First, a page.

Intervention Group

Students in the Reading Recovery® group attended regular education classes. Each student also participated in individualized instruction with a Reading Recovery® teacher for 30 minutes daily until the student reached average levels for the class (on average, students who reached average levels received 67 daily lessons).

Comparison Group

Students in the comparison group attended regular education classes. They also attended an alternative compensatory program focused on a series of skills-oriented drill activities. This program included primarily small group instruction (with minimal individual-level instruction) and was delivered by trained paraprofessionals for approximately 30–45 minutes per day.

Outcome descriptions

Researchers reported outcomes from nine literacy measures, seven of which were included in the WWC review and ratings of effectiveness. Five of the six reported subtests of the Observation Survey5 were included in the WWC review of this study: two in the alphabetics domain, including Letter Identification and Word Recognition; and three in the general reading achievement domain, including Concepts About Print, Dictation, and Writing Vocabulary. Results from the Observation Survey: Text Reading Level subtest were not reported in this review because the WWC determined that it was not possible to calculate effect sizes that were comparable to other measures. The study authors also reported two outcome measures that fall into the comprehension domain: the Reading Vocabulary subtest and the Reading Comprehension subtest of the Comprehensive Test of Basic Skills (CTBS). Finally, the study included a writing assessment that does not fall within one of the domains specified in the WWC Beginning Reading protocol. For a more detailed description of the included outcome measures, see Appendix B.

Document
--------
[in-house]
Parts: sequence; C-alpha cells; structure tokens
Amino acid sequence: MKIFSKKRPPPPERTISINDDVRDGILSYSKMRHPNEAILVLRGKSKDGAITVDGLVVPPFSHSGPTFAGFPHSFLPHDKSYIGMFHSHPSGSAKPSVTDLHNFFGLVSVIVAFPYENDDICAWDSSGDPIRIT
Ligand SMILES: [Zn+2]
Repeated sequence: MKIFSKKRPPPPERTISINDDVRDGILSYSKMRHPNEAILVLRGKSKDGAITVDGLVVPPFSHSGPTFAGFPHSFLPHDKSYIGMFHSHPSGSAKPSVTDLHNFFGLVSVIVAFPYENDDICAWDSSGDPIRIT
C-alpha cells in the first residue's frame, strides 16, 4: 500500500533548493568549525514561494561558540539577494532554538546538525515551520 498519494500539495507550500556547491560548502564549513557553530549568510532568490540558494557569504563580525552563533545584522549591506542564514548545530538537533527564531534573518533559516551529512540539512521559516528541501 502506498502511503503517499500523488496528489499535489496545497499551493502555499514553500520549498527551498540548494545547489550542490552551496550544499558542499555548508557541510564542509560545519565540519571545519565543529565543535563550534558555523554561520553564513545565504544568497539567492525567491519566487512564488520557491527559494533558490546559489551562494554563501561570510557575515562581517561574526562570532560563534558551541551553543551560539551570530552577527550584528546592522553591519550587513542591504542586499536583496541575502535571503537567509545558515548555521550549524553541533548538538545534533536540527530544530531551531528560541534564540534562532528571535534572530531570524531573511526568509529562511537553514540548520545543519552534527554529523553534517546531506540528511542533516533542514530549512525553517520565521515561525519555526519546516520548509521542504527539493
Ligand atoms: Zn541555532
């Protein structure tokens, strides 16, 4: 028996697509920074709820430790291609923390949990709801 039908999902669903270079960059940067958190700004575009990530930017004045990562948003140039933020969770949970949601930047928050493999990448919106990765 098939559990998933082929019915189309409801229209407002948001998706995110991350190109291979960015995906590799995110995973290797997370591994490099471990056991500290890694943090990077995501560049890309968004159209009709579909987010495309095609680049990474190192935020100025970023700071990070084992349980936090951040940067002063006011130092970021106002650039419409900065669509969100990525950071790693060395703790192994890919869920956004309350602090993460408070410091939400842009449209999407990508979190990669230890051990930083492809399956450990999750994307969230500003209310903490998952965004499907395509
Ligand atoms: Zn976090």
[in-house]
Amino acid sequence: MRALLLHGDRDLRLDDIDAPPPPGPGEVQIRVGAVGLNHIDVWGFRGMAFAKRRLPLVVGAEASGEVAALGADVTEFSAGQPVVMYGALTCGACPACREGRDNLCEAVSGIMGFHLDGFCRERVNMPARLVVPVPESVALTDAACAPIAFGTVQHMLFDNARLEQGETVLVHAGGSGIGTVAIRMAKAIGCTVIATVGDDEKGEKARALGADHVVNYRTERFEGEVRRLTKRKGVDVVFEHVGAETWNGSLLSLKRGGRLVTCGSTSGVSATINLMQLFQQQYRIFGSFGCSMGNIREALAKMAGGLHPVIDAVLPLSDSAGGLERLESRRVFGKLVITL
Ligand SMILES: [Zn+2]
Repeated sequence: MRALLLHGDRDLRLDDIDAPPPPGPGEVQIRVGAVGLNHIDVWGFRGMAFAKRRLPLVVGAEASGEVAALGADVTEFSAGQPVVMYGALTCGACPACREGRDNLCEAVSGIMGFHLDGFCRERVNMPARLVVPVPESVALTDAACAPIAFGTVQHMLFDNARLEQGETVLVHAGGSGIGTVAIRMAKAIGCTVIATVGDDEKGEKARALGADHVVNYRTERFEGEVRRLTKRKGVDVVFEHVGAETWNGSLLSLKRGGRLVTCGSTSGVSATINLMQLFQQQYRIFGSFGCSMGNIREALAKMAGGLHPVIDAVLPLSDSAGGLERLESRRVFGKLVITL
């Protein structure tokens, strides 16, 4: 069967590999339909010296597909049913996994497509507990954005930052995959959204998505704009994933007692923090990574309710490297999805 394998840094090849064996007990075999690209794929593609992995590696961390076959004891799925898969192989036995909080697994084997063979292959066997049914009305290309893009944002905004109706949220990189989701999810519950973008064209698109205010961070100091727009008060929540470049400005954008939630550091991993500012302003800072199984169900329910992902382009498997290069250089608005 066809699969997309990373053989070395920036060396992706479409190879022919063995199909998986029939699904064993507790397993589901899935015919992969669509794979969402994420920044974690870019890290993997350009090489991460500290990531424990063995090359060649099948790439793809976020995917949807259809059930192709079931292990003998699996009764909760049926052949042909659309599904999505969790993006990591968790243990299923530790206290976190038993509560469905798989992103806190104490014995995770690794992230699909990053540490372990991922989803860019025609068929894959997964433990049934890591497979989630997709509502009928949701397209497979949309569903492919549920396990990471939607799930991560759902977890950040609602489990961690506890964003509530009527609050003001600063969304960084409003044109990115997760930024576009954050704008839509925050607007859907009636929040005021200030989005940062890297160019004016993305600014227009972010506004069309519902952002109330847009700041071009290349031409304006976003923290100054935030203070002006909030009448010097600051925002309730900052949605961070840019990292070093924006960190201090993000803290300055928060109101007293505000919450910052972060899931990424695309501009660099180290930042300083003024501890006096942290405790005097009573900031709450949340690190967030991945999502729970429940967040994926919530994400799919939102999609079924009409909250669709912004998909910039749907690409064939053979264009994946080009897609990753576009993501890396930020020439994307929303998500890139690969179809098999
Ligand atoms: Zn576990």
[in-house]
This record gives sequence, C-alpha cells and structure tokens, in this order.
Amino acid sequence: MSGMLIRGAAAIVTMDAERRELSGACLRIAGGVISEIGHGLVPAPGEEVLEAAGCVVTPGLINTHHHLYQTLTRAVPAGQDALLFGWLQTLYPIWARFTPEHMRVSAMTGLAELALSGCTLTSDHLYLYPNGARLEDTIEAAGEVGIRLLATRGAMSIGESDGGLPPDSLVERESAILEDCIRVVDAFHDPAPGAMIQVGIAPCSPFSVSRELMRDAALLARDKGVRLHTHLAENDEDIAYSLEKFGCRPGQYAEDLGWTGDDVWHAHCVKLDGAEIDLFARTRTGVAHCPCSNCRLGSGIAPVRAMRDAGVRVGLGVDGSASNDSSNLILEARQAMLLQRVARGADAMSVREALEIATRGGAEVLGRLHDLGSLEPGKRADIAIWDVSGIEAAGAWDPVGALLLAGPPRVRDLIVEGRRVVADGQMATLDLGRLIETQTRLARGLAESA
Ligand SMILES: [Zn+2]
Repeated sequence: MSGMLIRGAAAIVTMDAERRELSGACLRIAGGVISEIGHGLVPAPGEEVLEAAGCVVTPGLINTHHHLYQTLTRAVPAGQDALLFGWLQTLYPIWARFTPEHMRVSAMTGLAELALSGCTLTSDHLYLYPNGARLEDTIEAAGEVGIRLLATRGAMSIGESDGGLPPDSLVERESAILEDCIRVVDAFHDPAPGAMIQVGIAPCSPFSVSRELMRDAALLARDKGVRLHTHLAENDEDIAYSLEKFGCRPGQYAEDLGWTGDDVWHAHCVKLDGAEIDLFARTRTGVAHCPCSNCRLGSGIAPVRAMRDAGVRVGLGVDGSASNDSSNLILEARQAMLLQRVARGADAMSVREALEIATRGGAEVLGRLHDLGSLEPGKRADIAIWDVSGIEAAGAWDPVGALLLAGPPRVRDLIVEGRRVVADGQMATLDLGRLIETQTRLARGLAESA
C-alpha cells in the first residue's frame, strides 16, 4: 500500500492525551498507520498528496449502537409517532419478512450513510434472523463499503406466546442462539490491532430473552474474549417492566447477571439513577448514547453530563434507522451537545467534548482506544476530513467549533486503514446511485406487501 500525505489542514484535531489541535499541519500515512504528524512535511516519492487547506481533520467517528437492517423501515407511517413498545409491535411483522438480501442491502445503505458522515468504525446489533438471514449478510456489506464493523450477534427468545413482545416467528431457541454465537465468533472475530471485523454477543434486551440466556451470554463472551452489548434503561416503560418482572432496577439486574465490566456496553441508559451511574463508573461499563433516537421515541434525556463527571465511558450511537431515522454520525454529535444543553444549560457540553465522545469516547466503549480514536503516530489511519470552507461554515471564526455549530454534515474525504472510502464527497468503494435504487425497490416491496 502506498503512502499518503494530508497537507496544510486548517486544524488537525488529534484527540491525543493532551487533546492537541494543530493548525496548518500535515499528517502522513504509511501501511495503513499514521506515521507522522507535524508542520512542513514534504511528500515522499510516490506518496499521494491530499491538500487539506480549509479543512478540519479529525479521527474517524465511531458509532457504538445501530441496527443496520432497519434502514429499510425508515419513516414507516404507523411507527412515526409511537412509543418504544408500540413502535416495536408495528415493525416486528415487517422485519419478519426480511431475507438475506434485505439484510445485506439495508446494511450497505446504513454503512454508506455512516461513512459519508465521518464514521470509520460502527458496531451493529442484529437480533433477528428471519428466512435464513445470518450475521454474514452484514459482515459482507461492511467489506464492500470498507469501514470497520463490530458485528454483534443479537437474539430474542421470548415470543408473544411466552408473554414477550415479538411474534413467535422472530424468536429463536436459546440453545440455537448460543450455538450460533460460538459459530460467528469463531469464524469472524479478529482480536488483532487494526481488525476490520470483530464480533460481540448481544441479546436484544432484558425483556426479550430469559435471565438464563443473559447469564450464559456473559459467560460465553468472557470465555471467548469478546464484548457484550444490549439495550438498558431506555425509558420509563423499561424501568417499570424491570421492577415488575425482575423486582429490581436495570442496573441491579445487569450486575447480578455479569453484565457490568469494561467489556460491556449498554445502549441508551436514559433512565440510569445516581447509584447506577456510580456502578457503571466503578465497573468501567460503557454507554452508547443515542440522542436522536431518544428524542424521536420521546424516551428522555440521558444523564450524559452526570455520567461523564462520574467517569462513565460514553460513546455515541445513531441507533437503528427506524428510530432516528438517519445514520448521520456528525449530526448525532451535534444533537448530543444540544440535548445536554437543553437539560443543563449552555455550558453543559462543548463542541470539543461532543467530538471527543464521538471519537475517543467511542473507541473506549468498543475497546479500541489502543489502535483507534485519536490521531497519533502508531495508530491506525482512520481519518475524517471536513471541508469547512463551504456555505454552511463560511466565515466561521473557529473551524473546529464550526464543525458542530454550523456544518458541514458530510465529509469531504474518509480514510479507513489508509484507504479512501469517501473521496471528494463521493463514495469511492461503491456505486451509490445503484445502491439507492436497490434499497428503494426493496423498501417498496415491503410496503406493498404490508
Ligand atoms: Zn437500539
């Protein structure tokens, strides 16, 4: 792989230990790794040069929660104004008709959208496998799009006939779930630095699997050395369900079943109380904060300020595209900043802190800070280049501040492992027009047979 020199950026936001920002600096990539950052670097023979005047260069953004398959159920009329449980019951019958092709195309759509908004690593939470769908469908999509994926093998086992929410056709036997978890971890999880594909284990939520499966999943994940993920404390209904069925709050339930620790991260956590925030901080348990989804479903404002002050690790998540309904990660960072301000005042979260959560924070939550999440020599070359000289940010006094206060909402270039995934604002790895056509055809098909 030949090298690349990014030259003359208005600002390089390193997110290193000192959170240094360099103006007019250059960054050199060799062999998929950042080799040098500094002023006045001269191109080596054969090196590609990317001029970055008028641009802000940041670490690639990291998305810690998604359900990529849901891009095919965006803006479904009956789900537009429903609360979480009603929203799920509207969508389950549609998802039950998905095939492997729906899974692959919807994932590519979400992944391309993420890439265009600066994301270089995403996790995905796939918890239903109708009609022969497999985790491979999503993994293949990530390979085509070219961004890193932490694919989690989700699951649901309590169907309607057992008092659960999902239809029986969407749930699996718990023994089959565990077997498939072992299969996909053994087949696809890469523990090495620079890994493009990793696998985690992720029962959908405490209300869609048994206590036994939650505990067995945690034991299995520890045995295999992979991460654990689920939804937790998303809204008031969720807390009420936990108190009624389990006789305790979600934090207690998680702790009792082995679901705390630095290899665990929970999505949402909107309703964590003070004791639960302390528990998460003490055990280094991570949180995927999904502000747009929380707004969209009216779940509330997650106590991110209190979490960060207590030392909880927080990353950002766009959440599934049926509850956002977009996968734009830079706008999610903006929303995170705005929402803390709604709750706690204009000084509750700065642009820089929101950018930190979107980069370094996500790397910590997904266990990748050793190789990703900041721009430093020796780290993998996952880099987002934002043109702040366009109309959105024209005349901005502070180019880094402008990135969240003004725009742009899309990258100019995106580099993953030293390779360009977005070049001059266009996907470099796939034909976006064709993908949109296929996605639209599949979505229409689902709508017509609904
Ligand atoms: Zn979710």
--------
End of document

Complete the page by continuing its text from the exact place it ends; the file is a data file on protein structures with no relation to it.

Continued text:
Support for implementation

Reading Recovery® teachers received a full year of special training, during which they practiced teaching using Reading Recovery® methods and observed other teachers through a one-way mirror. The 20 teachers who provided the Reading Recovery® intervention to the analysis sample included in this WWC review received training from a local teacher leader and were in their first year of teaching the intervention during the time of the study.

In the case of multiple manuscripts that report on one study, the WWC selects one manuscript as the primary citation and lists other manuscripts that describe the study as additional sources.

  • Pinnell, G. S. (1988). Success of at-risk children in a program that combines writing and reading (Technical Report No. 417). Urbana-Champaign: University of Illinois, Center for the Study of Reading.

  • Pinnell, G. S. (1989a). Reading Recovery: Helping at-risk children learn to read. The Elementary School Journal, 90, 161–183.

  • Pinnell, G. S. (1989b). Success of at-risk children in a program that combines writing and reading. In J. M. Mason (Ed.), Reading and writing connections (pp. 237–259). Boston: Allyn & Bacon.

  • Pinnell, G. S., Short, K. G., Lyons, C. A., & Young, P. (1986). The Reading Recovery Project in Columbus, OH Year 1: 1985–1986. Columbus: Ohio State University.